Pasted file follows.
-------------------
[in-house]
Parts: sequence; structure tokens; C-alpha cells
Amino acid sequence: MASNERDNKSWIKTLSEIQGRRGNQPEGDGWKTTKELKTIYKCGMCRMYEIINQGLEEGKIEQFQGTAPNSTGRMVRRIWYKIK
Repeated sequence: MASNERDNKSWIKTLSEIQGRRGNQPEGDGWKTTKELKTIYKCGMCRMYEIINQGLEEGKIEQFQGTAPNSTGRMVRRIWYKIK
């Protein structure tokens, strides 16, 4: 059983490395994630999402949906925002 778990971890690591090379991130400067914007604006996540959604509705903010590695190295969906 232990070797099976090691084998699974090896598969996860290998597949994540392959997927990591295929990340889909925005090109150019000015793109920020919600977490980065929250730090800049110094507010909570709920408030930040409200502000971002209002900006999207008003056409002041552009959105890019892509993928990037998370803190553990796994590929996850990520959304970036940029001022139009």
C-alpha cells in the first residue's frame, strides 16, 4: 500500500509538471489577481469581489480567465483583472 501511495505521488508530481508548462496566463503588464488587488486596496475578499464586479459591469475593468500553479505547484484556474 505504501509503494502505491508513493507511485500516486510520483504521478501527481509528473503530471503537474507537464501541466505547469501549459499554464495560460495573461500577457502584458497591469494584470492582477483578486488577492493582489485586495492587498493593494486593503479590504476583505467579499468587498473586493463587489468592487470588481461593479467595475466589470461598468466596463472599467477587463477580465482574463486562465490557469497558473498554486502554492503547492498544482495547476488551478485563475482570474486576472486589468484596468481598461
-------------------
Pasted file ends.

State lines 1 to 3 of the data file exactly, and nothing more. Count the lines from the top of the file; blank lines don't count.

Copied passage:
[in-house]
Parts: sequence; structure tokens; C-alpha cells
Amino acid sequence: MASNERDNKSWIKTLSEIQGRRGNQPEGDGWKTTKELKTIYKCGMCRMYEIINQGLEEGKIEQFQGTAPNSTGRMVRRIWYKIK